Case closed: Samsung reveals final Note 7 investigation findings

All your burning questions answered here

After months of speculation, we finally have the official answer that comes as no surprise: it was the battery after all.

At Samsung’s press conference held in South Korea today, the Korean company tapped on the expertise of speakers from independent industry organisations UL, Exponent, and TUV Rheinland to elaborate on the lengths they've gone to to get to the bottom of the matter and their findings. 

We've covered the episode extensively if you need a little refresher on the Korean drama that unfolded. As of today, 96 per cent of the devices sold have been returned. 

What caused the explosive episodes?

To find out the cause, they built a large-scale test facility to conduct their investigations. 700 Samsung engineers and researchers gathered to test 200,000 devices and over 30,000 batteries to try and replicate the problem. Aside from their own investigations into the matter, UL, Exponent, and TUV Rheinland also helped verify the claims that "batteries were found to be the cause of the Note7 incidents".

Internal short ciruits, which happens when the positive and negative electrodes come into contact, were found to have sparked the incidents. It was a combination of factors in battery design and manufacturing issues. The former includes deformation of the separator at the upper corners of the phones, thinness of the separator,  and mechanical stresses while production quality like welding defects also contributed.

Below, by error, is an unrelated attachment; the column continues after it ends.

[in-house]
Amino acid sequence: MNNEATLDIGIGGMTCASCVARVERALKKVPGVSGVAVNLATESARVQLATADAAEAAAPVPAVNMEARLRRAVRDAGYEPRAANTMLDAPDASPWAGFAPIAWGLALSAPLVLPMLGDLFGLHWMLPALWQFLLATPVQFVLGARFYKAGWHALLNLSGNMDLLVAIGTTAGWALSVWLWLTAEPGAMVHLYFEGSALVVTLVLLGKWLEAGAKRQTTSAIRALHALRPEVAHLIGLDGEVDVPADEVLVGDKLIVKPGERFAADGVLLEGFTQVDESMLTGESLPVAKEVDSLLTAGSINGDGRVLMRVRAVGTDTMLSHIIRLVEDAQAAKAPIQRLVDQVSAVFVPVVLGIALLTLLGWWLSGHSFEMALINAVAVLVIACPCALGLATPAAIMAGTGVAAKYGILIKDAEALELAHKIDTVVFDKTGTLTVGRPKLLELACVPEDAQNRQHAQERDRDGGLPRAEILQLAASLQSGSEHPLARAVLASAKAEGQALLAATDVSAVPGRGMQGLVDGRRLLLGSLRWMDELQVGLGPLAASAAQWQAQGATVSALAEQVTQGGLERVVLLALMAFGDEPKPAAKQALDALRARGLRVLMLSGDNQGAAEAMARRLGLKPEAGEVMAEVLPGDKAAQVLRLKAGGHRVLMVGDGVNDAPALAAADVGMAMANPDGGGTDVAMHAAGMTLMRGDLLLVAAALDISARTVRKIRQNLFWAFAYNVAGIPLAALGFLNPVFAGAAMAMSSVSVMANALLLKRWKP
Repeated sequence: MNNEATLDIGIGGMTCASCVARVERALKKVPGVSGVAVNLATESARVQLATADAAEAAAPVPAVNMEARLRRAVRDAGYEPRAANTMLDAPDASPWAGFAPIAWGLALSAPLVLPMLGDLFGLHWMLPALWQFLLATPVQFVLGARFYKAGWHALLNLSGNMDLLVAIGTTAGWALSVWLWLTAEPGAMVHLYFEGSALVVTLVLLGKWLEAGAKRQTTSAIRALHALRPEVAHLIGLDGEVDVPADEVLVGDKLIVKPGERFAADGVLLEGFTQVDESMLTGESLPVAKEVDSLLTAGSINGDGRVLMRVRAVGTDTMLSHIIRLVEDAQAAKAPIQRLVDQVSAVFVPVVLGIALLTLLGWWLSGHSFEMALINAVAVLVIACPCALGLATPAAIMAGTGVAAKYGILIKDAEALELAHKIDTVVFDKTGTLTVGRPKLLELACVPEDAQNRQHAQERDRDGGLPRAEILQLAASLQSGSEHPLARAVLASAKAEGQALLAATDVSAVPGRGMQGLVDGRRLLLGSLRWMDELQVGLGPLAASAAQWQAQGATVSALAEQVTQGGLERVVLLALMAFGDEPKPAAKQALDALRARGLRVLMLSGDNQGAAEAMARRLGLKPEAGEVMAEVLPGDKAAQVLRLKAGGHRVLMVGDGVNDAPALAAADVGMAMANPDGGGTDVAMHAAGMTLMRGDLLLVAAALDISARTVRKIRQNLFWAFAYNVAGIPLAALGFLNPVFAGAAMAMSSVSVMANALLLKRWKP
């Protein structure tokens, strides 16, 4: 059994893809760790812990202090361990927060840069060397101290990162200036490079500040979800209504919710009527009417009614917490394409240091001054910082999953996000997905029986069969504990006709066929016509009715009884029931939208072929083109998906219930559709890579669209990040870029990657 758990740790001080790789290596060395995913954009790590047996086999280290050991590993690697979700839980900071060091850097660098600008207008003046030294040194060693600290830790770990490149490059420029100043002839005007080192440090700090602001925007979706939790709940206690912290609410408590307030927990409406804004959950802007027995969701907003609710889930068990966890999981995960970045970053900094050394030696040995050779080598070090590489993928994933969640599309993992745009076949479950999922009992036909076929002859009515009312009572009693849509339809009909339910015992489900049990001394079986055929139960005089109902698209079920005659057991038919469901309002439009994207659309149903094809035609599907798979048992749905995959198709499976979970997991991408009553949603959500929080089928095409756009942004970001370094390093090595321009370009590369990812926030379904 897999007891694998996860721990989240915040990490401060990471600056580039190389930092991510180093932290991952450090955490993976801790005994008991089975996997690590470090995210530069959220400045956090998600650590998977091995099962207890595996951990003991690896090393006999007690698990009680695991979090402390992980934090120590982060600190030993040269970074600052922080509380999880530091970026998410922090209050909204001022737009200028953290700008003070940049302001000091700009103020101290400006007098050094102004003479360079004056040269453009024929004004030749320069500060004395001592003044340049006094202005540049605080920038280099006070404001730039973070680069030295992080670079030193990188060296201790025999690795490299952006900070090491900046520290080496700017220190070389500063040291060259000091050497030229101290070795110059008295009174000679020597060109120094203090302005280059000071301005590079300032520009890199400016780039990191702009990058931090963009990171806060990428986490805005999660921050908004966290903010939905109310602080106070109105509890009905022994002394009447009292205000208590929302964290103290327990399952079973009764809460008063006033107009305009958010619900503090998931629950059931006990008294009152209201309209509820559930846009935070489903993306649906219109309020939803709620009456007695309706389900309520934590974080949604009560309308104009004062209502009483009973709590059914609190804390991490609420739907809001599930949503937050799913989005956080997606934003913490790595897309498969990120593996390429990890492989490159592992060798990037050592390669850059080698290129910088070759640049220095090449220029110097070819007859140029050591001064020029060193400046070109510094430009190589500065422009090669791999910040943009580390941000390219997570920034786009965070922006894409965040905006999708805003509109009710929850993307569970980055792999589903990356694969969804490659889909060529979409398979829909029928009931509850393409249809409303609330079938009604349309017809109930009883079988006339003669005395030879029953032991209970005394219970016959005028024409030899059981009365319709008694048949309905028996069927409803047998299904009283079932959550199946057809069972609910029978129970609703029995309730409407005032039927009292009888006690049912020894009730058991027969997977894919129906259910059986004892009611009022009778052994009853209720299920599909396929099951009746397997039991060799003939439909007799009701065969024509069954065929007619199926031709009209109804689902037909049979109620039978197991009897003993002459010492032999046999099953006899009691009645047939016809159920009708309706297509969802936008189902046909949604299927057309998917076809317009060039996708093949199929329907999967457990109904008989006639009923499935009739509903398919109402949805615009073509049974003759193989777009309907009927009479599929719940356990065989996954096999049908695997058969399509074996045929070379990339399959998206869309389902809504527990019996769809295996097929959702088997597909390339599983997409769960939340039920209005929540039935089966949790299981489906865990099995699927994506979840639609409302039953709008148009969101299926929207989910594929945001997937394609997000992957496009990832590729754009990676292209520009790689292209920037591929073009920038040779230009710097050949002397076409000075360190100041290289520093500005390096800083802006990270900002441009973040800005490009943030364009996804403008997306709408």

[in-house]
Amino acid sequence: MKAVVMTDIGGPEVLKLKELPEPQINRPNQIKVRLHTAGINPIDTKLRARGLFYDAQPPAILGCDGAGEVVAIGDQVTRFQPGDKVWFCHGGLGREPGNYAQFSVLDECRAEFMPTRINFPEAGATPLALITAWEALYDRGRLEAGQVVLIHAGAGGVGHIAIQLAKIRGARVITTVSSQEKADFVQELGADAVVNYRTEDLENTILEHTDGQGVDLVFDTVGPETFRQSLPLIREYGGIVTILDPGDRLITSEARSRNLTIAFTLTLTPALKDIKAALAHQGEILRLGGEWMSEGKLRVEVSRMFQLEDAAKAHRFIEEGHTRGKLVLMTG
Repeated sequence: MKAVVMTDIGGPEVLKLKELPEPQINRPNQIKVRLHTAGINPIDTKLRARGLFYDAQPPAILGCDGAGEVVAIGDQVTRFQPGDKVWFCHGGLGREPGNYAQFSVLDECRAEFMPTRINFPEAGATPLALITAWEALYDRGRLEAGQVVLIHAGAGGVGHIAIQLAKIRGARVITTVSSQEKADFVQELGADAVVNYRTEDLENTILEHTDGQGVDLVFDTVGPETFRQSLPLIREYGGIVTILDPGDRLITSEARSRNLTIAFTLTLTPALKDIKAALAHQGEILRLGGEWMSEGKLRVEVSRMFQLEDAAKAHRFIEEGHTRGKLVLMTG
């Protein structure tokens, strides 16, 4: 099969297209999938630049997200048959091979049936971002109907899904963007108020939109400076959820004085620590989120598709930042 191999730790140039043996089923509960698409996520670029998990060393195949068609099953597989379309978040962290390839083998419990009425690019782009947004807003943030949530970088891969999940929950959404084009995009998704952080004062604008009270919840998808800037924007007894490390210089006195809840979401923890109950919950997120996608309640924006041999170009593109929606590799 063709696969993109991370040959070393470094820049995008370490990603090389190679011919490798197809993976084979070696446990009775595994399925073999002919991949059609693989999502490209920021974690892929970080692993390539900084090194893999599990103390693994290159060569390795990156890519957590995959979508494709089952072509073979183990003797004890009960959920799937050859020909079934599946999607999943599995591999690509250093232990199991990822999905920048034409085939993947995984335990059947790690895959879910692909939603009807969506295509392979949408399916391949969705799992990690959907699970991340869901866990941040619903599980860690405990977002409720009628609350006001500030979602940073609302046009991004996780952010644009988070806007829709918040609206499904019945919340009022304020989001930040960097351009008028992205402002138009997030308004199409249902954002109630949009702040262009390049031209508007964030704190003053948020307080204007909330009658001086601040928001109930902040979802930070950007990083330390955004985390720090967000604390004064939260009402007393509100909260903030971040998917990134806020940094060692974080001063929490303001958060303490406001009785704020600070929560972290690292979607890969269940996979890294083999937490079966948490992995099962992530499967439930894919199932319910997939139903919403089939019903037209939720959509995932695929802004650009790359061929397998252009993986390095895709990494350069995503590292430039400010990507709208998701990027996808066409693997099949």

Samsung takes ownership for the fact that they were the ones who provided the battery specifications and it was ultimately their failure in "identify(ing) and verify(ing) the issues arising out of battery design and manufacturing process prior to the launch of the Note7".

Future fix

Of course, winning consumer confidence back is Samsung's biggest priority.

To quell your fears about their future products, a "multi-layer safety measures protocol" is to be implemented at the product planning stage. On top of that, there will also be an 8-Point Battery Safety Check implemented to make sure the volatile nature of the lithium-ion battery is carefully handled. 

The mood is somber. The tone is genuinely apologetic. Given the scale of the Note 7 incidents, it's safe to say that you can rest assured that Samsung will be extra careful in the future.